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Only 7.7% of working-age females engaged in formal employment

by Gayan Abeykoon
November 7, 2023 1:20 am 0 comment
Panelists at the event

In Sri Lanka, only 7.7% of working-age females are engaged in formal employment with decent wages and decent working hours, a recent IPS study revealed.

The country’s persistent challenge of low female labour force participation is compounded by a multitude of unique barriers to improving women’s access to decent work. Due to the heavier household and caregiving responsibilities falling on women, they face challenges when participating in the labour force and securing decent work. Sri Lanka’s labour market is characterised by several gender-specific challenges. Dr Nisha Arunatilake, Director of Research at IPS, notes that employers consider women’s additional household and caregiving responsibilities when hiring workers, affecting the demand for female workers. Furthermore, Sri Lankan legislation places higher costs on employers when hiring females, including maternity leave and added security expenses.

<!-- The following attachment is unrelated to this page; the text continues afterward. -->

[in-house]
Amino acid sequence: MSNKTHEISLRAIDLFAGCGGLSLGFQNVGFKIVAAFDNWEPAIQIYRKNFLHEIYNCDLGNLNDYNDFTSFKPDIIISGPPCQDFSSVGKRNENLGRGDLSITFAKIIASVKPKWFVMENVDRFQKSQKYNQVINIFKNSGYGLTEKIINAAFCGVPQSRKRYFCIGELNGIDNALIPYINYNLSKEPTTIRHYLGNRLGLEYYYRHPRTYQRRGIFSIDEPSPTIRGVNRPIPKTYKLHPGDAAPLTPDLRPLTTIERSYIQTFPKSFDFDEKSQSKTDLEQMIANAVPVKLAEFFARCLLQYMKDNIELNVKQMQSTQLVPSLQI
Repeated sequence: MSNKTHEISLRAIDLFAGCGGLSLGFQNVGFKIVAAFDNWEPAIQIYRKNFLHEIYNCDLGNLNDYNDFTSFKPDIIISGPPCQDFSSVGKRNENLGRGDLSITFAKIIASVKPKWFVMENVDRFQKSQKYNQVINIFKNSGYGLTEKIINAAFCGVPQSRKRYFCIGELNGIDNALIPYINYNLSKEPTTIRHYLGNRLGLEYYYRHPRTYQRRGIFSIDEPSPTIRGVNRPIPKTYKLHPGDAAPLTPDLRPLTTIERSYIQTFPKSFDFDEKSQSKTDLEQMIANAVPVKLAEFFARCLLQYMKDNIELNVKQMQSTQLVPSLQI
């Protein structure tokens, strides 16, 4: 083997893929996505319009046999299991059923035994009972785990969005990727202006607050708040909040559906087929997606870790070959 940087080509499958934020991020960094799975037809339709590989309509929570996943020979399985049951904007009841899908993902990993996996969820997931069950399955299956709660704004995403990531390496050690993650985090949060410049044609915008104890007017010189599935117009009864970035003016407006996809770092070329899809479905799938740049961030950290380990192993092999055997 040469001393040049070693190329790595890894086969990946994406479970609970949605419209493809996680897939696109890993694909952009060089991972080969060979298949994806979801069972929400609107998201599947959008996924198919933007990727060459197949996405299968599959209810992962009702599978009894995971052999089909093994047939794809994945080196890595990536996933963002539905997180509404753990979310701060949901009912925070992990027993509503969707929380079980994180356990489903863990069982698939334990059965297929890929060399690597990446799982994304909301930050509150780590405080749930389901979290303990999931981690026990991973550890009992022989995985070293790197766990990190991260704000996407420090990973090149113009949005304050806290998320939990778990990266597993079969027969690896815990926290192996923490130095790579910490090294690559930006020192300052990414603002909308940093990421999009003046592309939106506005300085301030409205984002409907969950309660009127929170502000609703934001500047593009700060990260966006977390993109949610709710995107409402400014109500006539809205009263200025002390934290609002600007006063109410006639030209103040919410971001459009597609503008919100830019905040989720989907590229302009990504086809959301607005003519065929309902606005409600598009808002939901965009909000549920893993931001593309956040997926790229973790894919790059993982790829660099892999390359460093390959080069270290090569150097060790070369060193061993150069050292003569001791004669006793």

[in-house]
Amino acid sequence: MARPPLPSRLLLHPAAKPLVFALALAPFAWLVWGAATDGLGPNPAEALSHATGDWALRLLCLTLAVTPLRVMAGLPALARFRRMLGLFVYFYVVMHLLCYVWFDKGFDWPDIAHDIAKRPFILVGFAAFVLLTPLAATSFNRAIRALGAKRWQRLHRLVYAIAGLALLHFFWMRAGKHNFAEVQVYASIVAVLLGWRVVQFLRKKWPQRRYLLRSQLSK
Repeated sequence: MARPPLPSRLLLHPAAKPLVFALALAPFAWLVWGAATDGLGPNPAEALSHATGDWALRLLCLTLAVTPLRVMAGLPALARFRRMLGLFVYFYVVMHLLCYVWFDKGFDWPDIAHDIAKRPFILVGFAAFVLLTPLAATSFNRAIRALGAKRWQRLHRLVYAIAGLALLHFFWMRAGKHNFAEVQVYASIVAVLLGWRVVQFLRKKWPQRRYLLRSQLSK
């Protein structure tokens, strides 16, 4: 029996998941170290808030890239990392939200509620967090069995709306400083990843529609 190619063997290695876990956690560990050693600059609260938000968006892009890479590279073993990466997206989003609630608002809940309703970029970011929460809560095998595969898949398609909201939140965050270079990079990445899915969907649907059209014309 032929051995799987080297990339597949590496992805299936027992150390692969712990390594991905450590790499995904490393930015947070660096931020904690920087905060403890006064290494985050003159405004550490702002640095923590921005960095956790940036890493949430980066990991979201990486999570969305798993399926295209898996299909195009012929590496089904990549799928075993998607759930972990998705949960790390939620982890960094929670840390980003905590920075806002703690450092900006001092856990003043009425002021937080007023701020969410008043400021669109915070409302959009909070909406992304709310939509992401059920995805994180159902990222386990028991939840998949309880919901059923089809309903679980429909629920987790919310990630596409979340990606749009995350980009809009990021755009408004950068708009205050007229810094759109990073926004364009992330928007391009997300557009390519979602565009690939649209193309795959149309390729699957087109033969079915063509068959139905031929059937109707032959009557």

Even when women are recruited, they face constraints and disadvantages in opportunities for promotions and career development owing to their household duties. Another main issue in Sri Lanka is the limited availability of decent jobs, especially outside the Western province.

Dr Arunatilake said, “about 30% of the jobs in these areas are in the agriculture sector,” which mostly comprises vulnerable jobs with low income. This, combined with employers’ preference for recruiting males, further restricts women’s access to decent work opportunities. For females, the percentage is 7.7%, lower than the male percentage of 8.3%.

The study also emphasised that access to decent work improves when women are English literate and have higher levels of education. Additionally, households with male members in formal work increase prospects for women to enter decent work.

Unfortunately, the presence of school-going children decreases their chances of decent work, as women shoulder increased responsibility for their children’s education. Outdated labour laws still retain provisions that are discriminatory to women.

The lack of female representation in decision-making committees further compounds the challenges faced by women seeking decent work.

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